Wed, 4 March 2020

6:45 pm - 8:00 pm

My Life in Outer Space – An Astronaut’s Story of Invention

Kathryn Sullivan

VENUE

Conway Hall

25 Red Lion Square, London, WC1R 4RL

View map

She is the first American woman to walk in space – a pioneering NASA scientist and astronaut living and working at the final frontier. Now she joins us to tell her astonishing story.

What does lift-off in a space shuttle feel like? How did NASA astronauts respond to the Challenger disaster? How do you repair one of the most complex scientific instruments ever invented in-flight? What was the view like 600km above the Earth? These questions and many more will be answered in this inspirational talk by astronaut Kathryn Sullivan.

The Hubble Space Telescope has revolutionised our understanding of the universe. It has discovered thousands of galaxies in what seemed to be empty patches of sky; transformed our knowledge of black holes; found dwarf planets with moons orbiting other stars; and measured precisely how fast the universe is expanding.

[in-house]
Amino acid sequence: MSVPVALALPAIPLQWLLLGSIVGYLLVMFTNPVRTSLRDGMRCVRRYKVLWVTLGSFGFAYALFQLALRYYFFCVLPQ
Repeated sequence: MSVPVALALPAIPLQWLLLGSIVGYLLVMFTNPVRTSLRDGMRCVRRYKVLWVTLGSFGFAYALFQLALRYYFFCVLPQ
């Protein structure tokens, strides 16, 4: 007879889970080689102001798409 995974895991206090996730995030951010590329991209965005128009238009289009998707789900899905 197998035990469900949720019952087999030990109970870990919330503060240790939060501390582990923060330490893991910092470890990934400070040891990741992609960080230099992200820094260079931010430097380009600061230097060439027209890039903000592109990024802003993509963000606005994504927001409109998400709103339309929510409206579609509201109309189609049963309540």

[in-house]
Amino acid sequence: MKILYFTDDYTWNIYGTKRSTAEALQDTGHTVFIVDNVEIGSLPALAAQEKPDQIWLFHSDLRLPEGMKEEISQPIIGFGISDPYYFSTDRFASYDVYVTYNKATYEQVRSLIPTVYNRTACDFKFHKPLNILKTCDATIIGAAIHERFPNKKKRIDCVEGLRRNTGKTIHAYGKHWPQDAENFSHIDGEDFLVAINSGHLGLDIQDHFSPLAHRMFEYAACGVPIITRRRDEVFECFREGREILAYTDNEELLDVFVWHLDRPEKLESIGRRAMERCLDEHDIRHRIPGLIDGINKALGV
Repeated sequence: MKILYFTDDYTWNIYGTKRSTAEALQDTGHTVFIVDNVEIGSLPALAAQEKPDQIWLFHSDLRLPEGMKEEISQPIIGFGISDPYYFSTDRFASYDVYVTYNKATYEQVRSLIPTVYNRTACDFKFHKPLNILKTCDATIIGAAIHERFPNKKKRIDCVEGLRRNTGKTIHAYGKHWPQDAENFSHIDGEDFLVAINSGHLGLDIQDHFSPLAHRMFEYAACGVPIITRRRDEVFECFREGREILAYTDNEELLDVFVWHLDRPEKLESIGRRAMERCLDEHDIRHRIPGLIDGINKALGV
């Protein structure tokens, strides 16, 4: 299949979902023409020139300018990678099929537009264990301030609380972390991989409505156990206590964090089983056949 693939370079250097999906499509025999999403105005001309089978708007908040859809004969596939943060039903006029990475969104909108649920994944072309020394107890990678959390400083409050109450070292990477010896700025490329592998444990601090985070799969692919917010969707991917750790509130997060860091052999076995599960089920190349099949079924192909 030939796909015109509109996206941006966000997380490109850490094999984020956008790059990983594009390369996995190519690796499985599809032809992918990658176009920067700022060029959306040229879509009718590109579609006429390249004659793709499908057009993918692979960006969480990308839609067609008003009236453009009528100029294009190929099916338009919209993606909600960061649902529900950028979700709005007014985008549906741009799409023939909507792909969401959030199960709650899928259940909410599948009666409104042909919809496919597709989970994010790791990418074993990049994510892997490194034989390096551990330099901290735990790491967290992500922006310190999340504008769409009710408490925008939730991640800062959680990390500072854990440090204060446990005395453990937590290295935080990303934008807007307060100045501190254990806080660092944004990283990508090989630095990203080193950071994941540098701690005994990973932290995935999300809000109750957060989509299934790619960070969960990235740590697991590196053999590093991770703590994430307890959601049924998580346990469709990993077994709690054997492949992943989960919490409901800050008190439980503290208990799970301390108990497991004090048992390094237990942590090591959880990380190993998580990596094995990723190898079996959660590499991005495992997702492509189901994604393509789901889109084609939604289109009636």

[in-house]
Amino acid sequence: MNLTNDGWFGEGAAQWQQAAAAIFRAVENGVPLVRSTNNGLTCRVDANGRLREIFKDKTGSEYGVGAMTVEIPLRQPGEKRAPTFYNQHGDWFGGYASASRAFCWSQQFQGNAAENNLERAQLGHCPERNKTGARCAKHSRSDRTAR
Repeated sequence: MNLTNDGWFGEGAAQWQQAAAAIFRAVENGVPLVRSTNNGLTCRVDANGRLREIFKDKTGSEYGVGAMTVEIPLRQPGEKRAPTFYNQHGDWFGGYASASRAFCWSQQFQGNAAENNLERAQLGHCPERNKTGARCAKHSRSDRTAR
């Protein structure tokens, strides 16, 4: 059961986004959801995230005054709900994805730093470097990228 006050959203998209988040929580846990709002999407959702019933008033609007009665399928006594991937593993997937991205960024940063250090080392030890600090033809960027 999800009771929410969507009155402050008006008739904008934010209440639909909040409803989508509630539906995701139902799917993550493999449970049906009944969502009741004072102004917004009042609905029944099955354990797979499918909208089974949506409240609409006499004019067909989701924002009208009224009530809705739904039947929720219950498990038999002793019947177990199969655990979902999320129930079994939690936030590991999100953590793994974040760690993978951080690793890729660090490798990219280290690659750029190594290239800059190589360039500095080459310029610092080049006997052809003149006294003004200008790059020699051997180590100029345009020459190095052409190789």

Kathryn Sullivan was a critical part of the team that made it possible. The first American woman to spacewalk, her talent for in-flight invention made this remarkable observatory possible.

She joins us to tell the story of the team of astronauts, engineers and scientists that made, launched and maintained Hubble – and, of course, reveal her own remarkable story as a pioneer of space travel.